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Julia Mamaea, Augusta 13 March 222 - February or March 235 A.D.
Julia Mamaea was the highly intelligent and capable mother of Severus Alexander. After the death of her mother Julia Maesa, Julia Mamaea was the power behind the throne and largely responsible for the impressive recovery of the Roman state that took place during her son's rule. Though popular with the population of the empire, the military was deeply offended at being controlled by a woman. In 235 A.D., Julia Mamaea and Severus Alexander were both murdered by mutinous soldiers led by the thug Maximinus I.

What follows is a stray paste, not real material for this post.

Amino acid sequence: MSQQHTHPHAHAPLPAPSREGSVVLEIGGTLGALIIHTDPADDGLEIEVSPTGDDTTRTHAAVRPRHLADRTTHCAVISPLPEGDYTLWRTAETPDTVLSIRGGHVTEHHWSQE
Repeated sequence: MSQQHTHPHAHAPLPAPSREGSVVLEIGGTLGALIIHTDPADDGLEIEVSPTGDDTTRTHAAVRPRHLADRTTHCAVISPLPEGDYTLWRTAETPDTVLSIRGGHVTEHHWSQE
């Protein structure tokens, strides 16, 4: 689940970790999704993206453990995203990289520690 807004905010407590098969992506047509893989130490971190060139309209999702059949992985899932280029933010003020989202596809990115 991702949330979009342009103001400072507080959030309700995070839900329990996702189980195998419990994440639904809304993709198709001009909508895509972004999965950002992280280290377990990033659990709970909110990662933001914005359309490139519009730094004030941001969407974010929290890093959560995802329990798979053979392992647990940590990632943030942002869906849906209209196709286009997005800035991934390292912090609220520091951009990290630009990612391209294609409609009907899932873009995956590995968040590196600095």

|The Tyche of Antioch was a cult statue of the city goddess (fortune) of Antioch, venerated in a temple called the Tychaion. The statue was made by Eutychides of Sicyon (c. 335 - c. 275), a pupil of the great Lysippus. It was the best-known piece of Seleucid art, remarkable because it was sculpted to be viewed from all directions, unlike many statues from the period. Although the original has been lost, many copies exist, including the one in the photograph right, now at the Vatican. The goddess is seated on a rock (Mount Sipylus), has her right foot on a swimming figure (the river Orontes), wears a mural crown (the city's walls), and has grain in her right hand (the city's fertility).|